There are many other ways to keep your life with chronic pain more bearable.I will write about those in the future. For now, find something that helps keep your mind off your pain. That does help some. Keep yourself at a comfortable temperature whatever that entails, and pace yourself. Once you’ve conquered these you will find yourself feeling that you are better able to deal with your pain.








Pain and Weather

The first day of fall happened this week. Here in Georgia it is so hot and humid that when you walk out the door it takes your breath away. I have always been a heat lover until this summer when for some reason I started getting nausea when I got hot. I have been somewhat of a hermit this summer because of that fact.

Weather related pain is a phenomenon that occurs when people feel pain correlating to the changes in barometric pressure and other weather phenomena. A study from Tufts University in 2007 found that every 10 degree drop in temperature corresponded with an incremental increase in arthritis pain. Low barometric pressure, low temperatures and precipitation can increase pain. Have you found this to be true for you? I sure have.

For several years now winter has been a major ordeal for me. The cold makes my pain so much worse. I get stiff and the cold seems to penetrate all the way to my bones.

As we say goodbye to summer and look ahead to autumn, here are some tips to help those who feel their chronic pain gets worse with colder weather.

If the cold makes your pain worse, try incorporating heat therapy into your daily routine. Heat therapy decreases stiffness and promotes healing through increased circulation. Try a hot pack, heating pad or over the counter heat wrap. My heated blanket and heating pad are my best friends in winter months.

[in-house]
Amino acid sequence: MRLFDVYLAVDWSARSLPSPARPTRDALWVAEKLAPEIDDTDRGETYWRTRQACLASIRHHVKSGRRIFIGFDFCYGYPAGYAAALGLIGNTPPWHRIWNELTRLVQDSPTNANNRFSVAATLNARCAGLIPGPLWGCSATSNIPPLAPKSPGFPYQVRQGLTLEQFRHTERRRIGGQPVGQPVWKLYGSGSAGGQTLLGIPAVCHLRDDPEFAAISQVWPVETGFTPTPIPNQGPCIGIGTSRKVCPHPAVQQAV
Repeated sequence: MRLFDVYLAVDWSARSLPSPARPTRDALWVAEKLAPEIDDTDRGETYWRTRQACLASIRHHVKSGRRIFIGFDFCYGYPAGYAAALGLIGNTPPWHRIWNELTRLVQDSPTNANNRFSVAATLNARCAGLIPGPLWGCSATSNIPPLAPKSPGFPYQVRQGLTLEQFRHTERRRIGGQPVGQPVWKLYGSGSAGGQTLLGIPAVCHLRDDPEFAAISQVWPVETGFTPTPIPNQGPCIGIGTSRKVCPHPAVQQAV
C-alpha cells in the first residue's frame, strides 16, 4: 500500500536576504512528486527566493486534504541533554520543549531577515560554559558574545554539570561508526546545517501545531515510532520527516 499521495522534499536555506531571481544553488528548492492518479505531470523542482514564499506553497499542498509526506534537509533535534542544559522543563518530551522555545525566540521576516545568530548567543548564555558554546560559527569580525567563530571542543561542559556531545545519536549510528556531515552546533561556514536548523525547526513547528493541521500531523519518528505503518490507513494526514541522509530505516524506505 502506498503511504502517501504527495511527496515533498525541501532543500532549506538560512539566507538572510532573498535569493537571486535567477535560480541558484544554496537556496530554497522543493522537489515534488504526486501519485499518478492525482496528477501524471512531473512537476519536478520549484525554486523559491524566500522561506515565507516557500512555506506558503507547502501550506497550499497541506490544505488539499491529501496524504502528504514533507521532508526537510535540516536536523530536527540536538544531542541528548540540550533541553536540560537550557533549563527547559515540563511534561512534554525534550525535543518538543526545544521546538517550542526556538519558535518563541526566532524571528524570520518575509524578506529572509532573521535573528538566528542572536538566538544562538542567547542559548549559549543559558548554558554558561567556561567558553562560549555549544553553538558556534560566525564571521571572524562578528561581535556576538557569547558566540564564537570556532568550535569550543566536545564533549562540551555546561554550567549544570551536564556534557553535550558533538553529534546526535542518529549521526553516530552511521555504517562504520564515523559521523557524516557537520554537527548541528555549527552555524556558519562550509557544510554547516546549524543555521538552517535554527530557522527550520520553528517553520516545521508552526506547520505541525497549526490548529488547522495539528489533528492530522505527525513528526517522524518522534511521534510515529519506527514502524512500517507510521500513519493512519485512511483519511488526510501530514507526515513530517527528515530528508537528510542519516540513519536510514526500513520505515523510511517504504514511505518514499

Another option I incorporate is a warm bath before bed each night. If pain is high I will add some epsom salts which have magnesium, an ingredient that is supposed to help with pain.

Although it is tempting to to hibernate during cold weather, inactivity can increase some types of pain. Do your best to do some type of gentle exercise whether it is walking, stretching or something else you prefer. I know…it hurts to move. But believe me, it hurts more to NOT move. You don’t have to do much…just do something to increase your blood flow and prevent stiffness which can aggravate your pain.

Dress in layers, warm up your car, and keep your home heated to ease weather related pain. Try keeping painful joints warm with a neoprene sleeve or wrap. Warm beverages can keep your body warm so fill up a mug of hot chocolate or hot tea (watch the caffeine). Spicy foods raise the temperature making you feel warmer and also help alleviate pain.

Try supplemental vitamin D. A vitamin D deficiency makes pain worse. In winter it is difficult to have the natural vitamin D that bones and joints require in large amounts, The intake of the supplements and the vitamin rich foods will help lessen your pain.

I incorporate all of these suggestions as my normal winter strategies. Im looking forward to a beautiful fall and hope these tips help you as we deal with increased pain due to colder weather.